Guzman said if he saw his middle school self now, he would see a completely different person. He said he hopes his middle school self would be inspired to see such a successful and bright future.

Schwab agreed, saying he is an “entirely different kid” from his freshman self.

She is exceptionally proud of his accomplishments and the growth he has made these past few years.

“I am most proud of [Guzman] for staying true and authentic to himself and his family while also testing himself [by] taking advanced classes and being open to trying new things,” Schwab said.

Soon after he turned his life around, Guzman visited his old teachers at BTMS. He talked with counselor Hanaphi Sos and was surprised to see that Sos recognized him and his troubled past. Guzman explained to Sos that he’s turned his life around and Sos asked Guzman to sit down with a couple of middle schoolers who had the same negative outlook on life that Guzman used to have.

“I basically just talked [to the middle schoolers] about my life and how middle school was for me and where it took me and the mindset that I had and what I needed to change when I got into high school and how hard that was,” Guzman said.

Afterward, Sos asked him to speak at an assembly at BTMS.

It was a 10 minute speech and as he walked in front of everybody, he froze up. He said he wasn’t used to so many eyes being fixated on him and his nerves got the best of him. Butterflies filled his stomach and he started stuttering.

After a few minutes, this nervousness cleared and he was able to speak clearly to the BTMS students.

“That was my first actual motivational speech where I really did talk about who I was as a person growing up, how my childhood was, the people I hung out with and how it really changed me as a person and what I needed to do in order to just shape my character in order to be the person I want to be. It just kind of exploded from there,” Guzman said.

Now, speaking to a room full of people is second nature to him. Guzman said he can pick any word and go on for a while.

He used to perform as motivational speaker at middle schools once or twice a month, but hasn’t had the chance for the past couple of months.

Now, Guzman has one-on-one conversations with anyone he feel needs to be talked to, he said. Usually he will try to keep the conversation away from himself and will try to talk about the other person. If he connects with them and thinks they need that type of conversation, he will go deeper.

He said he usually has these conversations about four times a month.

“There doesn’t have to be one specific genre of situations it’s just what I think that person needs to know or needs to hear at that moment,” Guzman said.

Guzman’s high school career

Currently, Guzman is one of the managers of the Zumiez located at Alderwood Mall. He’s worked there since last year and was seen as the “golden child” by his district manager after he sold over $320,000 worth of merchandise in his first week. He said he enjoys working there because of the welcoming environment.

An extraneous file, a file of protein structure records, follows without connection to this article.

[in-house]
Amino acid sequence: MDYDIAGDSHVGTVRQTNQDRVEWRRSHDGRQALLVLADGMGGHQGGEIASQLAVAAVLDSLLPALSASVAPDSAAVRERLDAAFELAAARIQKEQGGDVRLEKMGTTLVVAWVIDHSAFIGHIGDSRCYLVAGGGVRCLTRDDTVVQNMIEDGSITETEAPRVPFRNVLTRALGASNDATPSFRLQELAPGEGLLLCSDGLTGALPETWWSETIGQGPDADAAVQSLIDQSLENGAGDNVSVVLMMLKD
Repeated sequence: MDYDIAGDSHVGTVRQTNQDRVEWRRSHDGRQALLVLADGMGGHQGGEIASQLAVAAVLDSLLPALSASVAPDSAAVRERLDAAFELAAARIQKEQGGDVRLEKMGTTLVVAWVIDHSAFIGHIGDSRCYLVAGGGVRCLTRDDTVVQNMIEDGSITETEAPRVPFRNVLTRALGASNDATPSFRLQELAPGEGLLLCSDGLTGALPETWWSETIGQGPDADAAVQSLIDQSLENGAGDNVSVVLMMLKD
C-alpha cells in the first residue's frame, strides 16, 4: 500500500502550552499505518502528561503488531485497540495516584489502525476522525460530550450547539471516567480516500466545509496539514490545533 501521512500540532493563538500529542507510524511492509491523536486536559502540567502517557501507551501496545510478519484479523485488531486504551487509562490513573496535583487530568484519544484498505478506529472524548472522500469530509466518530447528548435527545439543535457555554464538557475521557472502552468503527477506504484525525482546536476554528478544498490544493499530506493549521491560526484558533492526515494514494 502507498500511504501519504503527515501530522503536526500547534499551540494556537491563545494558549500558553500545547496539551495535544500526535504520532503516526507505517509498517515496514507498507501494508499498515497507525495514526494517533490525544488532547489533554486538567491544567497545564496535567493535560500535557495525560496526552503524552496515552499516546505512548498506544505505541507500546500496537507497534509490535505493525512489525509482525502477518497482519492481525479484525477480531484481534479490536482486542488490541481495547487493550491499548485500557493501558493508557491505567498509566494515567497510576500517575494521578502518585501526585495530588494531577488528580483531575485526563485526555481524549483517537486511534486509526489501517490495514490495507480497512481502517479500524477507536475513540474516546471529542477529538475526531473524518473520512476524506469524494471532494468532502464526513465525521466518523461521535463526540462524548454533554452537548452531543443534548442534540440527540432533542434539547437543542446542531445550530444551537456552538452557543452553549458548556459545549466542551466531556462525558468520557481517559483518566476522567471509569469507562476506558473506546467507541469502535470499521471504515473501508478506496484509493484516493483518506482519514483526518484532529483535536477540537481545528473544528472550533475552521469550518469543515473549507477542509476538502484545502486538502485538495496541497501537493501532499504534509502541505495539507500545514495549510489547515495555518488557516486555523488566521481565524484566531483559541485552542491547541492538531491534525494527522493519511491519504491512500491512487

Along with his job, Guzman is very focused on his school work. He said the teachers at MTHS have shaped his character, especially his English teachers.

“By far my favorite class has got to be Mrs. Derr’s class,” Guzman said playfully as English teacher Gaynelle Derr passed by. “But if I had to think about teachers that really shaped my thinking, it has got to be my English teachers… because they’re so literate and everything they talk about is very logical.”

While he never finished an assigned book during his high school year, he said it was because of his English teachers that he began to read leadership books. If it wasn’t for them pushing him to always read, he may have never opened a book his junior year.

While Guzman has attended MTHS, he has been a member of DECA, Latino/a Educational Achievement Project and Colores Unidos, a club designed to strive for educational, cultural, social and political representation for Latinos. He has also been involved in numerous activities outside of school, such as volunteering.

Guzman enjoys customizing bicycles in his spare time and has entered in multiple showcases, including ones that are located at MTHS.

The summer after his sophomore year, Schwab offered Guzman a temporary job at the Edmonds School District working with technology. She said she did this because she realized his potential and wanted to “test his limits.”

She said he thrived in the summer job and took on a second one at Zumiez.

When he had two jobs, Guzman’s everyday schedule would involve waking up at 6 a.m., attending school until 1:50 p.m., working his first job until around 4 p.m., then his second job until around 7 p.m. Guzman would then begin his homework after work, which he said would usually last until 1-3 a.m., then he would go to the gym for 2-4 hours. But now he only works at Zumiez, so he only works until around 5 p.m. Afterward, he goes to the gym and works as a trainer and wakes up an hour earlier to go to the gym before school for himself.

“Instead of getting up for school, I get up at 5 a.m. to go to the gym every morning. That way I’m getting up for me and not for a teacher and it helps just to have that mindset,” Guzman said.

After high school, Guzman does not have a clear plan. He said he was thinking about going into a clothing entrepreneurship with a couple friends of his. He went into the logistics of how they would attack their business, detailing what each person would be in charge of. He said this is currently his most thought out plan for after high school.

“When you break it down it would be so easy to do it, it just takes a long time… And when I think about after high school, it would definitely be something along the entrepreneurial fields,” Guzman said.